First, anyone with access to a limited post can easily see who else you have shared it with. After clicking on the ‘limited’ tag next to your post, they can see the names and profiles of those also seeing the same post. From here on out, the circles basically populate and label themselves. Here’s an example:
1. Here, anyone seeing my post is able to tell I shared this post with 4 people who all share my last name. They’ll immediately be able to tell that I have a family Circle that looks like this:
2: Now as soon as this person sees another post I have shared with my family AND others, the second circle will immediately be obvious as well:
This reveals severe flaws in the Google+ platform. It does not matter what Google tells users, If you can see who the post is shared with, you can see the ‘label’- because the people in each circle are what define the label.
Google+ for businesses – Your own data used against you
Google has already announced that they have big plans on Google+ for businesses and brands. In a post last week they sent a message to businesses detailing some of their plans, mentioning adwords, analytics and the ability to communicate with users through circles.
For a while now Google has been using user data from Gmail and search for advertising purposes, that is no secret. In fact, Google made approximately 28.2 BILLION dollars on advertising revenue in 2010 alone.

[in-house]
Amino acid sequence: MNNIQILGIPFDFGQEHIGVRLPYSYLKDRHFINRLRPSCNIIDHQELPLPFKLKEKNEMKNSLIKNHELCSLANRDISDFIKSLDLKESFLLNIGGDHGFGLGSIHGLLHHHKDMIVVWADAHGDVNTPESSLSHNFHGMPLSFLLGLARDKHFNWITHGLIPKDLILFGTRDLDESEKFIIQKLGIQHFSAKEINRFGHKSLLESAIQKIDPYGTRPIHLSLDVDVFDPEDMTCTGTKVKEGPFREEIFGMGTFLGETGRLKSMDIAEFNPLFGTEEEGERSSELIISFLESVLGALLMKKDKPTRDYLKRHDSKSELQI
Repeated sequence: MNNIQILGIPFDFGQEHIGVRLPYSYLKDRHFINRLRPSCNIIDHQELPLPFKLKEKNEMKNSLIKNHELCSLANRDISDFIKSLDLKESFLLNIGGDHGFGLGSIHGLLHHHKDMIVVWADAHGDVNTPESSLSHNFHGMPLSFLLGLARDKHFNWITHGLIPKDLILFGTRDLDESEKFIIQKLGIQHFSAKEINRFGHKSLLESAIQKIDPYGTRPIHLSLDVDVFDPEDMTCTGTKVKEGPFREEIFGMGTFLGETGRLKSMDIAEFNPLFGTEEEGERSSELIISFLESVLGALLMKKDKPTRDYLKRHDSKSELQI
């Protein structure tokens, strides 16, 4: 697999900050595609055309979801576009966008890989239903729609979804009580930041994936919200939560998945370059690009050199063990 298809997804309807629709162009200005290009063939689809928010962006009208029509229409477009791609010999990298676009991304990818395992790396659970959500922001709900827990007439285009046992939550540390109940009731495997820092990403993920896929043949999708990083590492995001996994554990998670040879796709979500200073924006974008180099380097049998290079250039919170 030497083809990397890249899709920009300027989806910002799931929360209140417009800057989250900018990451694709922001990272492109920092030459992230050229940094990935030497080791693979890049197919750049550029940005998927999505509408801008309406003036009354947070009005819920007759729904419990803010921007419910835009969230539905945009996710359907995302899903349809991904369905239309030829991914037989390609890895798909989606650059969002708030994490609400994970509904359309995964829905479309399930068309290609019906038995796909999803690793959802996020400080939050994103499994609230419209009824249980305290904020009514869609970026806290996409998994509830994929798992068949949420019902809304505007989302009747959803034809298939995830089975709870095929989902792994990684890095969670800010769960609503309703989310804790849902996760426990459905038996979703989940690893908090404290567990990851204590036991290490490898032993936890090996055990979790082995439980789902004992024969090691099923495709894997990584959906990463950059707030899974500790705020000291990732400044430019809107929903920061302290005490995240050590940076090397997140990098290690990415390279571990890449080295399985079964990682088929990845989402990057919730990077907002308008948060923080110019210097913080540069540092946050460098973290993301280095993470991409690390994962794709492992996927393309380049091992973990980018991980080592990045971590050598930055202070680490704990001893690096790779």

With businesses soon coming to Google+, it will be interesting to see what direction Google will go with the information users share with their circles, and how this will be integrated with businesses on their platform. However if the past is any indication, it looks like Google+ will be nothing more than one more source of data for advertisers and businesses to more accurately target consumers, using their own information.
Google+: Using Privacy as a Gimmick
As we’ve seen above, the way Google is marketing Google+ doesn’t seem to be reflected in the actual service. Google claims that their platform allows for more control over who sees what but by default Google+ shows the following:
- Choices are taken out of your hands
- You have little control of your own image
- It’s easy to see through circles
- Your own data is used against you
That being said, one has to ask themselves whether Google is using privacy and control as a gimmicky selling point or if they truly believe in this system. Our answer? If Google truly cared about your privacy, they would build a system that would reflect and support these kinds of functionalities. Instead they built Google+, where most everything is public by default and contradicts what the message they tell their users.
Taking the above into account as well as Google’s plans for businesses and advertising, the only takeaway is that Google+ is a platform where privacy and control take a back seat to information gathering and advertising.
GigaOM – It’s all about the data
Mashable – Google Accelerates Google+ for Business Test Program
Financial Times – The first Google+ privacy flaw